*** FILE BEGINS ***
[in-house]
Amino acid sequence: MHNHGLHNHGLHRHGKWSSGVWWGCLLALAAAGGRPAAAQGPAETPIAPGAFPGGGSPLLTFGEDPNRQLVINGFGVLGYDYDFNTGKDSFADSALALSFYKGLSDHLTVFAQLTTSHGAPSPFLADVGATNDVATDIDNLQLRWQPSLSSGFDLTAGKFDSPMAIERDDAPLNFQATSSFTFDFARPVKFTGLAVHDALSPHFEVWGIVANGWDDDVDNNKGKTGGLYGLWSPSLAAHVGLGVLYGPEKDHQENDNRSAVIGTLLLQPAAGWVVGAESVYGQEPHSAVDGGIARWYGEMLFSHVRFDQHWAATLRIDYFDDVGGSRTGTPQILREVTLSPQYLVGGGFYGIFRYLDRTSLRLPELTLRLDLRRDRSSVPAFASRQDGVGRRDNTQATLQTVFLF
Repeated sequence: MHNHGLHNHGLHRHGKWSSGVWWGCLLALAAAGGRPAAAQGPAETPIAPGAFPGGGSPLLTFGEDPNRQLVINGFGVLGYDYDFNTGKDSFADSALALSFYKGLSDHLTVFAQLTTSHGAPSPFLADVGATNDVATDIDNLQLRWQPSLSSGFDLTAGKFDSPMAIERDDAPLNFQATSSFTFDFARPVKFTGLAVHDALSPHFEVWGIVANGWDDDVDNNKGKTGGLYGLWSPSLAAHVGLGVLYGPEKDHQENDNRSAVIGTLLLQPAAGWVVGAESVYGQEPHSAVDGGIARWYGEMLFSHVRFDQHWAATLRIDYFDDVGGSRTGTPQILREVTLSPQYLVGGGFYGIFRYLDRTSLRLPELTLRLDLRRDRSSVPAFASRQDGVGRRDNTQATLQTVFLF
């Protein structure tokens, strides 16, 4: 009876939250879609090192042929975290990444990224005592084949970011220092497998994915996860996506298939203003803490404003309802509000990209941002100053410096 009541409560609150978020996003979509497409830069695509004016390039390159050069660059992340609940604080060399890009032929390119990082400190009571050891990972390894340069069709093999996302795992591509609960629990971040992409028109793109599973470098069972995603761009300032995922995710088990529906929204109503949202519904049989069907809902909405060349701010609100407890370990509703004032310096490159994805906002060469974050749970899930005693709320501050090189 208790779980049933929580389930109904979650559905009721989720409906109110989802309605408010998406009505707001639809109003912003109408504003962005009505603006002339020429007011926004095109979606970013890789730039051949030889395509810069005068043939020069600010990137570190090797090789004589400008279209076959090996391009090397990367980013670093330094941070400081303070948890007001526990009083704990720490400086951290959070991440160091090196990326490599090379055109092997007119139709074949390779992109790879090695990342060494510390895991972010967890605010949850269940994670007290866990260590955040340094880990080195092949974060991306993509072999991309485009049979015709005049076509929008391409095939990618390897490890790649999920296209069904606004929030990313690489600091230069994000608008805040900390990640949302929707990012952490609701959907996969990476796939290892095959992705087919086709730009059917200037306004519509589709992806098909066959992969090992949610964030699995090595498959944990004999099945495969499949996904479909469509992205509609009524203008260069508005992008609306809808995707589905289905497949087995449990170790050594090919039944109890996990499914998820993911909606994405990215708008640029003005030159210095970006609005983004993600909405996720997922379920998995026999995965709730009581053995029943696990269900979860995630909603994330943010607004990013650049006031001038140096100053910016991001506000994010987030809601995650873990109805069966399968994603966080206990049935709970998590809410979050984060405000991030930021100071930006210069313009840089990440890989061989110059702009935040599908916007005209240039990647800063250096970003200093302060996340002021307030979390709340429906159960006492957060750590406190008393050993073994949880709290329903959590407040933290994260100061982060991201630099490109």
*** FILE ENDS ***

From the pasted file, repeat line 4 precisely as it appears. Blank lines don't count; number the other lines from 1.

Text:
């Protein structure tokens, strides 16, 4: 009876939250879609090192042929975290990444990224005592084949970011220092497998994915996860996506298939203003803490404003309802509000990209941002100053410096 009541409560609150978020996003979509497409830069695509004016390039390159050069660059992340609940604080060399890009032929390119990082400190009571050891990972390894340069069709093999996302795992591509609960629990971040992409028109793109599973470098069972995603761009300032995922995710088990529906929204109503949202519904049989069907809902909405060349701010609100407890370990509703004032310096490159994805906002060469974050749970899930005693709320501050090189 208790779980049933929580389930109904979650559905009721989720409906109110989802309605408010998406009505707001639809109003912003109408504003962005009505603006002339020429007011926004095109979606970013890789730039051949030889395509810069005068043939020069600010990137570190090797090789004589400008279209076959090996391009090397990367980013670093330094941070400081303070948890007001526990009083704990720490400086951290959070991440160091090196990326490599090379055109092997007119139709074949390779992109790879090695990342060494510390895991972010967890605010949850269940994670007290866990260590955040340094880990080195092949974060991306993509072999991309485009049979015709005049076509929008391409095939990618390897490890790649999920296209069904606004929030990313690489600091230069994000608008805040900390990640949302929707990012952490609701959907996969990476796939290892095959992705087919086709730009059917200037306004519509589709992806098909066959992969090992949610964030699995090595498959944990004999099945495969499949996904479909469509992205509609009524203008260069508005992008609306809808995707589905289905497949087995449990170790050594090919039944109890996990499914998820993911909606994405990215708008640029003005030159210095970006609005983004993600909405996720997922379920998995026999995965709730009581053995029943696990269900979860995630909603994330943010607004990013650049006031001038140096100053910016991001506000994010987030809601995650873990109805069966399968994603966080206990049935709970998590809410979050984060405000991030930021100071930006210069313009840089990440890989061989110059702009935040599908916007005209240039990647800063250096970003200093302060996340002021307030979390709340429906159960006492957060750590406190008393050993073994949880709290329903959590407040933290994260100061982060991201630099490109």